Last night with music from the Hank Mobley Quintet playing in the background, I finished Daniel Woodrell’s great novel Winter’s Bone. While the book is not classified as a mystery, the plot of the novel centers around a big one. Where’s Jessup? Jessup is the meth cooking father of the book’s central character, 16 year-old, Ree Dolly. Ree has a big problem, if her Pa doesn’t appear for a court date, Ree and her two brother’s, and Ma could lose their family home, which Jessup posted as collateral to make his bail. So Ree sets out, braving the bitter Ozark winter, searching the hills for her father. But many of the tight-lipped inter-related folks, who live in the hills, live on the wrong side of the law, and would rather fight than give up their secrets. But Ree needs to push on, for her home and the ones who are in her care, but will she be able to live with the answer??
Now I could go on and on about the wonderfully drawn-out characters in the book, from Uncle Teardrop to Ree’s Mom, and the various themes, but I want to focus on another aspect of the book and that is Woodrell’s prose.
I started reading Winter’s Bone (Book 12 of 2014)the day after I had finished Roy Peter Clark’s book How to Write Short: Word Craft for Fast Times.(Book 11) Clark’s book focuses on the need to write short in today’s fast paced world, of Twitter, Facebook and the rest of social media. The book is filled with examples of short writing including; tattoos, advertising slogans, epitaphs and Tweets! The first Chapter is Collect Short Writing, which I had no problem doing while reading Winter’s Bone. Throughout the book, I marveled at how Woodrell packed so much punch, in so few words! My awe started with the book’s opening sentence….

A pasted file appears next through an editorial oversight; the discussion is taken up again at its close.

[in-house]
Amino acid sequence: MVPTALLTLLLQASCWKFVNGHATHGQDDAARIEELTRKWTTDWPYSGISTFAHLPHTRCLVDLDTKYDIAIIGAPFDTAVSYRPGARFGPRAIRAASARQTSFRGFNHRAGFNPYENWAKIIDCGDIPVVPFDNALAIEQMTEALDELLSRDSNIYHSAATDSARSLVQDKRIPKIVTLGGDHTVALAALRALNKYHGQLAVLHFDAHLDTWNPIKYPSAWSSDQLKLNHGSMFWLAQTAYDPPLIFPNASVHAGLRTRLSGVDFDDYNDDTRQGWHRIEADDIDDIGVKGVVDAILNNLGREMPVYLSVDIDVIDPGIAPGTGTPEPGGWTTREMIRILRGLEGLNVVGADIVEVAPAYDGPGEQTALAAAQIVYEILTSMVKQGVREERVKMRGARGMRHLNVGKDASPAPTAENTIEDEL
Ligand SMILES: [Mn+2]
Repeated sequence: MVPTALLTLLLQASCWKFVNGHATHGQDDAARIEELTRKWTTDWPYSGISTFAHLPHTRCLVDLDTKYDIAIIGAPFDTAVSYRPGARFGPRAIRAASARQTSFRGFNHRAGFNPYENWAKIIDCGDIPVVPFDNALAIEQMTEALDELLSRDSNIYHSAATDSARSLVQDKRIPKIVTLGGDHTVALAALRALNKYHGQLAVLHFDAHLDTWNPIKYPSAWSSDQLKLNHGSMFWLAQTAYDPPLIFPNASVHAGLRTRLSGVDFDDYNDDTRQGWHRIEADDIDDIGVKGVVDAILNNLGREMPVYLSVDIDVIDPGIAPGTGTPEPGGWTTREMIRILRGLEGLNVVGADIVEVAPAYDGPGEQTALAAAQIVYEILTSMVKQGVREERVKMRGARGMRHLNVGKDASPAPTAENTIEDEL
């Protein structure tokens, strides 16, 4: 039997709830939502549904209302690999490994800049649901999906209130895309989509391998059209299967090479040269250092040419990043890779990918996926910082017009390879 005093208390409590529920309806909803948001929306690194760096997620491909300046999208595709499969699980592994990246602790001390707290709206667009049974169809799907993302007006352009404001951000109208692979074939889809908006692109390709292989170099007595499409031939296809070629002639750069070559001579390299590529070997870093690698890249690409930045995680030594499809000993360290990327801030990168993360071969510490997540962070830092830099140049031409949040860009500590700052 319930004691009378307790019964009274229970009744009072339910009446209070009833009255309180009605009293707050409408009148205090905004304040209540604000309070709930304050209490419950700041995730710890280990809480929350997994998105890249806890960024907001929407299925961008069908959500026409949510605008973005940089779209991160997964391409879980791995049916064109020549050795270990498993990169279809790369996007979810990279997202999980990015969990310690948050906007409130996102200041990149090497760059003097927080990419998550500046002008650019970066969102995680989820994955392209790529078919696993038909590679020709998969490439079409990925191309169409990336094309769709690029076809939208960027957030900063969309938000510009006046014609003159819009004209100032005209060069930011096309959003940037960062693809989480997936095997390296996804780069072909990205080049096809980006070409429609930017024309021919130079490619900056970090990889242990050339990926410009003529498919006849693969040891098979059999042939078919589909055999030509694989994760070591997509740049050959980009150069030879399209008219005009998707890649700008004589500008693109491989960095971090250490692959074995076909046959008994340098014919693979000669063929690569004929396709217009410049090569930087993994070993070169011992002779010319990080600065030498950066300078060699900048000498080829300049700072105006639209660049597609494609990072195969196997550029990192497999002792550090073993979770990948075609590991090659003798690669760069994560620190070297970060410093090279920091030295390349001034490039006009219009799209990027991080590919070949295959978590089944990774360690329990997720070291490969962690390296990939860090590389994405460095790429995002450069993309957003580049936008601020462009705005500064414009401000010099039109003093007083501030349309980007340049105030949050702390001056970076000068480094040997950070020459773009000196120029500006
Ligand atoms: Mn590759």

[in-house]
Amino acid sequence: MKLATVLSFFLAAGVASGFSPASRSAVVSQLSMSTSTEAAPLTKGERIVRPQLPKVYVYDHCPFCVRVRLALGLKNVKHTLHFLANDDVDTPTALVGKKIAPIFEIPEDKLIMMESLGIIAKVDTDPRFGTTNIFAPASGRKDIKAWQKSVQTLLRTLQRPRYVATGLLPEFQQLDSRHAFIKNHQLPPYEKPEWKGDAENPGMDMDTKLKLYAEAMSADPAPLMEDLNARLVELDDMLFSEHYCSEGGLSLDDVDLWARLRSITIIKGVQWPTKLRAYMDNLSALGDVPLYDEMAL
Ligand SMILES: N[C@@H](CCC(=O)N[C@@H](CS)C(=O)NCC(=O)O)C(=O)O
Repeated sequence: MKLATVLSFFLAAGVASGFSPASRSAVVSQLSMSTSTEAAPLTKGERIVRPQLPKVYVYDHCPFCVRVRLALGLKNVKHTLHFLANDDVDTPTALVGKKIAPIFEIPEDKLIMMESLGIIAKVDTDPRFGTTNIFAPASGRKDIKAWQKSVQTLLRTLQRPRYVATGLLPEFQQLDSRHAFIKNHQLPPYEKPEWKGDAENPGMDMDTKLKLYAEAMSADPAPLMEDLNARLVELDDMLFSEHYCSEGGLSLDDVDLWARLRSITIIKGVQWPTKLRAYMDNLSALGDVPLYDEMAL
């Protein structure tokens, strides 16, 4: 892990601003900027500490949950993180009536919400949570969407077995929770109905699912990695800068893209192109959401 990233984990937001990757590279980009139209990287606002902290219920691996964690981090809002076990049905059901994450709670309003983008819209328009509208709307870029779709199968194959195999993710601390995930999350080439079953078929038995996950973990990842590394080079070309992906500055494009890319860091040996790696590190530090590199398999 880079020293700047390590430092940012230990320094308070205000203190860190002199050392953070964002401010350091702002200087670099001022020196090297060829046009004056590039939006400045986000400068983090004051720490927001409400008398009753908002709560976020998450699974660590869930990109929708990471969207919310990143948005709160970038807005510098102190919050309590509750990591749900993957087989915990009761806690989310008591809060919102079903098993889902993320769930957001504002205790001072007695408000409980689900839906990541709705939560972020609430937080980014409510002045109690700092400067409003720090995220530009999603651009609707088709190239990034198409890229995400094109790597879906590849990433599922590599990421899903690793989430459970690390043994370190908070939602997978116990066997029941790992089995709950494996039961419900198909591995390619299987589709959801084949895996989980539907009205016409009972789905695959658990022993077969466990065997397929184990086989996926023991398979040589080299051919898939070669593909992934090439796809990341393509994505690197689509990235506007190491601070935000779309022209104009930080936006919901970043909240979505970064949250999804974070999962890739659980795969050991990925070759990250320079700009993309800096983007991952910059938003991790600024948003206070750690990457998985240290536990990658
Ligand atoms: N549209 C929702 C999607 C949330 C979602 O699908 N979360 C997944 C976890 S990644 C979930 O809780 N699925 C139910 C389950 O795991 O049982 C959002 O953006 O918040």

Ree Dolly stood at the break of dawn on her cold front steps and smelled the coming flurries and saw meat.
So what did that sentence tell me. First, it’s morning, it’s cold, it’s going to snow and I’m somewhere meat hangs on trees, “Toto, I don’t think we’re in Kansas any more!!
Several of the examples of writing short that I noticed opened chapters….
She became ice as she walked.
The needed skill was silence.
Hillsides knit with ice came apart.
Then there were longer sentences that just blew me away….
A picnic of woods fell from Gail’s mouth to be gathered around and savored slowly
Ree waited kneeling for several minutes, kneeling as raised hopes fell to modest hopes,slight hopes, vague hopes, kneeling until any hope at all withered to none at all between her pressing hands.
I guess the question is would I have noticed these short gems, had not just read How to Write Short. probably not, so thank you Mr Clark!!
Summarizing, great book, full of unforgettable characters, and fine writing, read it!! If you do read, it be on the lookout for those powerful short sentences